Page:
Astron. Astrophys. 345, 439-447 (1999)
We have investigated the behaviour of the PME and VME when applied
to a isotropic equilibrium system, and when partial sampling of this
has been performed.
We summarize our main conclusions as follows:
The projected mass estimator (PME) and the virial mass estimator
(VME) yield accurate results for the total mass of a gravitational
system, provided that the whole system is sampled, is in equilibrium
and has an isotropic velocity dispersion. Moreover, the VME can
provide an accurate mass profile under the previous conditions without
requiring the isotropy condition.
The PME overestimates the mass if the sampled region is a small
portion of the total system. The maximum error occurs around the total
system's effective radius , and
depends on the density profile. For realistic profiles this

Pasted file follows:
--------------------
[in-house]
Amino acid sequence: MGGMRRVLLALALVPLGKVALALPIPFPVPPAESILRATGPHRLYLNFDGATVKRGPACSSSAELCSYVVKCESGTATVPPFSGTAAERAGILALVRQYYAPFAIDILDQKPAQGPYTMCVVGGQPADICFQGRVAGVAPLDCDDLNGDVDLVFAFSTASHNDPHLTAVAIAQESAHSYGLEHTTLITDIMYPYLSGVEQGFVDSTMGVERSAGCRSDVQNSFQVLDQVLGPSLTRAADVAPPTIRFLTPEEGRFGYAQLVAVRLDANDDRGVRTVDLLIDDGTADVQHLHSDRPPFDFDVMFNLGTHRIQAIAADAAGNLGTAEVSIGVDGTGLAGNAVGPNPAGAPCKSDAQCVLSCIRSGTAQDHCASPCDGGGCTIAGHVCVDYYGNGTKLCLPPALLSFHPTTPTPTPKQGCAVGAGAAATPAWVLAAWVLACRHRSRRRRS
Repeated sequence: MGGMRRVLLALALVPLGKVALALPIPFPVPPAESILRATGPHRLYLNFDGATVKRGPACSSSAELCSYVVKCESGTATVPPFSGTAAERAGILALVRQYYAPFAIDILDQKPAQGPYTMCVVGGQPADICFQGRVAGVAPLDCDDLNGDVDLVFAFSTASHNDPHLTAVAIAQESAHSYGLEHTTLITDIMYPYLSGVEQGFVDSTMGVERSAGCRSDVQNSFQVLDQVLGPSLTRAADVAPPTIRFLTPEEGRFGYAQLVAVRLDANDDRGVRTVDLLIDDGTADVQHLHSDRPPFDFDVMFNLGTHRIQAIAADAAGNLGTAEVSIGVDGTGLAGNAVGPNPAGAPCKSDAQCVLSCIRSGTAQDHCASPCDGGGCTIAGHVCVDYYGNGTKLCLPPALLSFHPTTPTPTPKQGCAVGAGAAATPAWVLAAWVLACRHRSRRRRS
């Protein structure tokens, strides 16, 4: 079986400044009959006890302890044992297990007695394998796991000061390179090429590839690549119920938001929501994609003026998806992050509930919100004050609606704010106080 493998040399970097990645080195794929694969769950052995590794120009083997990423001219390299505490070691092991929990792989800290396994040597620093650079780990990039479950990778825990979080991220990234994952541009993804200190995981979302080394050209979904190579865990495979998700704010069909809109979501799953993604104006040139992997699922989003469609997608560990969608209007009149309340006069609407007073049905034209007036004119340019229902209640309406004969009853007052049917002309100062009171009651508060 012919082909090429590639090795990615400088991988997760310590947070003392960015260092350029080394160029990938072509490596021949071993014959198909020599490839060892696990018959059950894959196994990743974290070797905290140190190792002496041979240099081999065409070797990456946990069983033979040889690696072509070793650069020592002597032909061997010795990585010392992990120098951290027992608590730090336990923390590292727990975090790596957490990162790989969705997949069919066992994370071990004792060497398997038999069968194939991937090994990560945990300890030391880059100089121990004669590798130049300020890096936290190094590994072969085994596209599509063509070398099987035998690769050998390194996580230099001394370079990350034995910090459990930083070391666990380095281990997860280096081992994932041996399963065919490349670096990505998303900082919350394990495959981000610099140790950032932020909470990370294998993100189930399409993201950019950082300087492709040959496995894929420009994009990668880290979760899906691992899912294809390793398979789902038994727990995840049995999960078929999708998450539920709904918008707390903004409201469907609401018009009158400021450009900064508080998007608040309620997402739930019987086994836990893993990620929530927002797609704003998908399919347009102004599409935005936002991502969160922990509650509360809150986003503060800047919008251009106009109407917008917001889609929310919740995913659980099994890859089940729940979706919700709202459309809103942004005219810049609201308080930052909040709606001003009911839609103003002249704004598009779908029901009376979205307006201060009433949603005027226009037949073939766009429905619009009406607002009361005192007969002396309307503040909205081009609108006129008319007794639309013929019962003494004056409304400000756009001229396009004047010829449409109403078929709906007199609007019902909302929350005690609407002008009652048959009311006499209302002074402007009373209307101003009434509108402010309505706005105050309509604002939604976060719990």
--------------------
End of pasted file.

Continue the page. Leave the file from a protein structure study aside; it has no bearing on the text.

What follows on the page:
overestimate can be up to %. The VME
yield similar errors when partial sampling of a complete system is
made. This is because the summation
in the VME (Eq. 17) does not includes all members of the system, but
only those we can observe .
A recently introduced correction term based on the surface pressure
term of the continuous virial theorem is found to perform, for
practical matters, as well as the VME under the same kind of
hypotheses on the stellar system. In applications, e.g. to compute the
mass distribution of clusters using galaxy data, however, the VME
should be preferred here since it does not require any assumptions on
the radial velocity dispersion of galaxies. Discrepancies found in the
use of the VME, or the PME, in some N-body simulations are
attributed to treating particles as test-particles and/or to
anisotropies present in the numerical clusters.
© European Southern Observatory (ESO) 1999
Online publication: April 19, 1999